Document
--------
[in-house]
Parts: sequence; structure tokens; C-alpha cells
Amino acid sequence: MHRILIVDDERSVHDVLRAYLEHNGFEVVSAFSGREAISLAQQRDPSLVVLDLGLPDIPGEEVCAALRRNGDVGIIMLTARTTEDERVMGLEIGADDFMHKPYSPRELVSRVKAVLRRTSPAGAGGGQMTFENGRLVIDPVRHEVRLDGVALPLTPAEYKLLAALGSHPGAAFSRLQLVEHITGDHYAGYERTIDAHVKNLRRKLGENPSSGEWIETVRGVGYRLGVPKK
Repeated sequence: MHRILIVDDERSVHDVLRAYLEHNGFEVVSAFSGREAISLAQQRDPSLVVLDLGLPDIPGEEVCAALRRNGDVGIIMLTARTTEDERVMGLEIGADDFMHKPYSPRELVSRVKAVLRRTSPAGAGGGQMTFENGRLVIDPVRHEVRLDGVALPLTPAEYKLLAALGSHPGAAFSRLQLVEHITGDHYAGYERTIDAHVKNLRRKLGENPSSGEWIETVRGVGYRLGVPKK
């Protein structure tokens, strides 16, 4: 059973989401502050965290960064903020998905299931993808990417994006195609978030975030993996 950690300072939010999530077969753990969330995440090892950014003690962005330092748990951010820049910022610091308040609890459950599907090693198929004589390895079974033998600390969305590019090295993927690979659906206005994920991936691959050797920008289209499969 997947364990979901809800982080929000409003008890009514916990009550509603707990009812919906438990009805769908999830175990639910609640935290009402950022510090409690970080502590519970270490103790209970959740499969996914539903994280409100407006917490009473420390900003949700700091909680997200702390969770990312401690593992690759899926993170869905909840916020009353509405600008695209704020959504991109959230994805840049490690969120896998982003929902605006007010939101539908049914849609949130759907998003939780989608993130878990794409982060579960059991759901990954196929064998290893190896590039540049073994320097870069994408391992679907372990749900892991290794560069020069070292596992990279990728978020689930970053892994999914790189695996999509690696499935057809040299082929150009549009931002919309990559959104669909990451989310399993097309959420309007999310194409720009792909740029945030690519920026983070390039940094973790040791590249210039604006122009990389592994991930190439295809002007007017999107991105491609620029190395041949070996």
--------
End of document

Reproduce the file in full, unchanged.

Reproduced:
[in-house]
Parts: sequence; structure tokens; C-alpha cells
Amino acid sequence: MHRILIVDDERSVHDVLRAYLEHNGFEVVSAFSGREAISLAQQRDPSLVVLDLGLPDIPGEEVCAALRRNGDVGIIMLTARTTEDERVMGLEIGADDFMHKPYSPRELVSRVKAVLRRTSPAGAGGGQMTFENGRLVIDPVRHEVRLDGVALPLTPAEYKLLAALGSHPGAAFSRLQLVEHITGDHYAGYERTIDAHVKNLRRKLGENPSSGEWIETVRGVGYRLGVPKK
Repeated sequence: MHRILIVDDERSVHDVLRAYLEHNGFEVVSAFSGREAISLAQQRDPSLVVLDLGLPDIPGEEVCAALRRNGDVGIIMLTARTTEDERVMGLEIGADDFMHKPYSPRELVSRVKAVLRRTSPAGAGGGQMTFENGRLVIDPVRHEVRLDGVALPLTPAEYKLLAALGSHPGAAFSRLQLVEHITGDHYAGYERTIDAHVKNLRRKLGENPSSGEWIETVRGVGYRLGVPKK
């Protein structure tokens, strides 16, 4: 059973989401502050965290960064903020998905299931993808990417994006195609978030975030993996 950690300072939010999530077969753990969330995440090892950014003690962005330092748990951010820049910022610091308040609890459950599907090693198929004589390895079974033998600390969305590019090295993927690979659906206005994920991936691959050797920008289209499969 997947364990979901809800982080929000409003008890009514916990009550509603707990009812919906438990009805769908999830175990639910609640935290009402950022510090409690970080502590519970270490103790209970959740499969996914539903994280409100407006917490009473420390900003949700700091909680997200702390969770990312401690593992690759899926993170869905909840916020009353509405600008695209704020959504991109959230994805840049490690969120896998982003929902605006007010939101539908049914849609949130759907998003939780989608993130878990794409982060579960059991759901990954196929064998290893190896590039540049073994320097870069994408391992679907372990749900892991290794560069020069070292596992990279990728978020689930970053892994999914790189695996999509690696499935057809040299082929150009549009931002919309990559959104669909990451989310399993097309959420309007999310194409720009792909740029945030690519920026983070390039940094973790040791590249210039604006122009990389592994991930190439295809002007007017999107991105491609620029190395041949070996």